After having discussed victualling, it looks logical to spend few words concerning the cute little beasts that can hitch a ride in the packing of our precious stores!
All books about long-distance sailing in tropical waters devote many pages to the problem of bug infestation, how to reduce the risk and how to get rid of them when (when, not if) the infestation takes place.
Is the risk real? During our voyage we always followed the basic recommendation, but only when we reached Oman we found a carton of soft drinks, bought is a new, spotlessly clean supermarket, which was literally crawling with the little beasts! Luckily, we were still following the basic cautionary procedures, so we noticed the invasion before taking the pack onboard.
Strangely, all authors insist on the risk of getting bugs hidden in food packing, while nobody mentions the risk of them getting aboard on their own, especially when moored to a quay, maybe few meters from the outskirts of the rainforest.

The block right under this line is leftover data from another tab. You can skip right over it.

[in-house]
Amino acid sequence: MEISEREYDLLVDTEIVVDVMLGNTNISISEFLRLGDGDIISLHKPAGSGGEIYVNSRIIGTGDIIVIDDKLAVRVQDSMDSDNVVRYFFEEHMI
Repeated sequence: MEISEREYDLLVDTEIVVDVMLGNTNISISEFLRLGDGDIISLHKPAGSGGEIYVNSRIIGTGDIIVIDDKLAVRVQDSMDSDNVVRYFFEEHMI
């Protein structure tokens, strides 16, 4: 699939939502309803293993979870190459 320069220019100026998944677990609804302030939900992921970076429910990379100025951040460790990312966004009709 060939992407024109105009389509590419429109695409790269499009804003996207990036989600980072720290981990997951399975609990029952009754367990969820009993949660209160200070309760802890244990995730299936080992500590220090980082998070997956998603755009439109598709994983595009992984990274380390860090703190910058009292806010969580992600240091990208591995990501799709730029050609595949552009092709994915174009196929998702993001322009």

Actually, it’s very easy to offer a ride to bugs on our own clothing or aboard the dinghy, and obviously it’s even easier for them to come aboard when the boat is moored to a quay: we got the first warnings to this risk in Flamenco Marina, at the southern end of the Panama Canal, a modern but dirty and bug-infested place if there is one!
Probably the worst situation, which strengthened us against all later cases, was in the Galapagos islands, where also the bugs are plenty and oversized: the little town of Puerto Ayora is literally teeming with them, and it’s very easy to get one (perhaps fallen from a tree) on your clothes, and also the water-taxy boats late in the day are often infested, so it’s far from difficult to carry a few on your boat, especially after sundown.
Despite these disadventures, we must notice that none of the 30-odd Rally yachts had any un-manageable problems, besides taking the obvious precautions and chasing the occasional intruder!